(PRWEB) March 25, 2004
411-KIDS "Connect-the-Family" activity menus are helping youngsters improve their emotional intelligence, EQ, during family mealtime. Dr. Lori Gordon, one of the world's leading marriage and family therapists, has brought relationship skills to kids menus. She has teamed up with 411-KIDS and JMS Designs to help youngsters improve their EQ and raise money to help homeless youth.
Would you like some lessons in life with those fries? How about a serving of emotional intelligence with that chicken basket? With the launch of 411-KIDS "Connect-the-Family" menus, youngsters armed with crayons are already raising their emotional intelligence, EQ, during family mealtimes.
Emotional intelligence is key to raising children to become happy, healthy, successful adults, says marriage and family therapist Lori Gordon (http://www.pairs.org). Dr. Gordon is the author of landmark relationship building books such as PAIRS, Passage to Intimacy and If You Really Loved Me. Her work has been translated for audiences on every continent to help children, couples, and families.
Dr. GordonÂs newest project is the series of ÂConnect-the-FamilyÂ kids menus that combine mealtime with age appropriate activities to teach children communications, problem solving and emotional understanding skills.
The trademark menus are marketed and produced by JMS Designs (http://www.ConnectTheFamily.org), a Sunrise, Florida specialty printing company that supplies restaurants across the country. Sold for less than a quarter, the custom printed activity books include the individual restaurantÂs logo, contact information, featured menu items and range of activities that build emotional intelligence. Proceeds help 411-KIDS (http://www.411kids.org), a south Florida nonprofit, recruit, train and support volunteers who help homeless and disadvantaged youth.
Bruce Sharkey, president of JMS, said the company has already begun promoting the new menus to customers nationwide. ÂThereÂs a lot of immediate interest around the country,Â he said. ÂWeÂre thrilled. The more we sell, the more we can help 411 reach kids whose lives are at risk,Â said Sharkey. He said his dream is to sell enough menus to help 411-KIDS build their first outreach education center for homeless and disadvantaged youth.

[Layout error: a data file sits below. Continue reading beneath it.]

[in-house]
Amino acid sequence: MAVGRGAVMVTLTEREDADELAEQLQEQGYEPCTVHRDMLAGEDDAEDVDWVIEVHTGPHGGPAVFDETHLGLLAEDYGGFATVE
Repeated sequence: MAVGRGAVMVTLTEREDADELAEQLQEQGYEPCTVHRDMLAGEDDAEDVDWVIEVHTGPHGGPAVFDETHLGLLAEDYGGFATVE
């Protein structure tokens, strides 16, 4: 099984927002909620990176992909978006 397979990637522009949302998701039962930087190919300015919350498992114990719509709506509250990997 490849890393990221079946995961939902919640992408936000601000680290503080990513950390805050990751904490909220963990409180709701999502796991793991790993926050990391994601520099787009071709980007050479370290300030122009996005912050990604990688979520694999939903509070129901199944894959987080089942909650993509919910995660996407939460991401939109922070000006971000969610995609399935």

The menus were introduced in south Florida at LucilleÂs American CafÃ© (http://www.lucillescafe.com) in Weston on ValentineÂs Day. Proprietor Paul Nunez said they were an instant hit.
ÂCustomers love the menus,Â Nunez said. ÂThey are different, fun, and they show how much we care about kids and the community. ItÂs a great feeling to see kids and parents talking, sharing and getting along better than ever. ItÂs terrific to know weÂre contributing.Â
ÂMeals are a wonderful moment for meaningful family connections,Â said Dr. Gordon. ÂRelationships thrive when families connect, confide, and solve problems together.Â
Dr. Gordon said the menus help kids develop higher self-esteem, stronger family ties, and greater emotional understanding.
ÂCommunications is key,Â she said. ÂThe exercises give youngsters a better chance of becoming happy, healthy, and successful. When kids are connected to caring adults, they are less likely to engage in dangerous behaviors. As we see all too often, these can be life and death issues.Â
The initial series includes six menus that focus on communications, problem solving and emotional development said Seth Eisenberg, executive director of 411-KIDS. Eisenberg said he is pleased to see the menus helping youngsters become comfortable talking about feelings.
ÂMany children are raised with the message that they shouldnÂt talk about their feelings, especially negative emotions ... that those feelings should somehow be stuffed inside."
"One way or another,Â Eisenberg said, Âfeelings and the energy they carry come out. When negative feelings are held in, they get stronger.Â
Dr. Gordon agreed. ÂWhen negative emotions are held in, we often see depression, disease and, in the worst cases, self-destruction. When these emotions explode outwardly, we can witness anger and hostility toward friends, teachers, siblings, family, and, at the extreme, violence and murder. ItÂs important for children and adults to develop the ability to comfortably talk about anything, including feelings that arenÂt always positive.Â
Eisenberg said the idea for the Connect-the-Family menus developed out of a football field conversation about how a diverse group of people could collectively help kids in the community.
ÂAll of us care deeply about helping children,Â Eisenberg said. ÂThis project has given all of us the chance to contribute in a way that makes a real difference,Â he said. He then pointed to a sign above his desk with a quote from Mother Teresa.
The sign reads: ÂWhat I do you cannot do; but what you do, I cannot do. The needs are great, and none of us, including me, ever do great things. But we can all do small things, with great love, and together we can do something wonderful.Â
For more information, visit http://www.411kids.org/menus.htm, e-mail firstname.lastname@example.org, or call (877) KID-MENU.
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